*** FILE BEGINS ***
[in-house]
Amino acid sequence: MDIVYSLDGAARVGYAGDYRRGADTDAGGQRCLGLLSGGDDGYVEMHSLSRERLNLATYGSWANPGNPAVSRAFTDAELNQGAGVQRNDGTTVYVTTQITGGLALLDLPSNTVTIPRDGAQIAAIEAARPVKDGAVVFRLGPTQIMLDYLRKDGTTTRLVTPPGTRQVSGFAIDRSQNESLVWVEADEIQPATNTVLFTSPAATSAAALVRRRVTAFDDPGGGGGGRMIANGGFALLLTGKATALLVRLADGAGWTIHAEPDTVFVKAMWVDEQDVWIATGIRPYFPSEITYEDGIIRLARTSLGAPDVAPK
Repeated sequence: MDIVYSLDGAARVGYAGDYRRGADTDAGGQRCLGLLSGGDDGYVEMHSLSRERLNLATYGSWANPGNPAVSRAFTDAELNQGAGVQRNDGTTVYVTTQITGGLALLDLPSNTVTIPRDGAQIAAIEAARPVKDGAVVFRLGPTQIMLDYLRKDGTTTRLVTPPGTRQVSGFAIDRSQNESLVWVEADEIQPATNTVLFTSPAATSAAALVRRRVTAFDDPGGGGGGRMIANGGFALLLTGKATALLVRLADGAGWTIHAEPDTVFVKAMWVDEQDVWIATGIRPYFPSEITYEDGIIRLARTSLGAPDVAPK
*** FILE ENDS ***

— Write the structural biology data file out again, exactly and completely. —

[in-house]
Amino acid sequence: MDIVYSLDGAARVGYAGDYRRGADTDAGGQRCLGLLSGGDDGYVEMHSLSRERLNLATYGSWANPGNPAVSRAFTDAELNQGAGVQRNDGTTVYVTTQITGGLALLDLPSNTVTIPRDGAQIAAIEAARPVKDGAVVFRLGPTQIMLDYLRKDGTTTRLVTPPGTRQVSGFAIDRSQNESLVWVEADEIQPATNTVLFTSPAATSAAALVRRRVTAFDDPGGGGGGRMIANGGFALLLTGKATALLVRLADGAGWTIHAEPDTVFVKAMWVDEQDVWIATGIRPYFPSEITYEDGIIRLARTSLGAPDVAPK
Repeated sequence: MDIVYSLDGAARVGYAGDYRRGADTDAGGQRCLGLLSGGDDGYVEMHSLSRERLNLATYGSWANPGNPAVSRAFTDAELNQGAGVQRNDGTTVYVTTQITGGLALLDLPSNTVTIPRDGAQIAAIEAARPVKDGAVVFRLGPTQIMLDYLRKDGTTTRLVTPPGTRQVSGFAIDRSQNESLVWVEADEIQPATNTVLFTSPAATSAAALVRRRVTAFDDPGGGGGGRMIANGGFALLLTGKATALLVRLADGAGWTIHAEPDTVFVKAMWVDEQDVWIATGIRPYFPSEITYEDGIIRLARTSLGAPDVAPK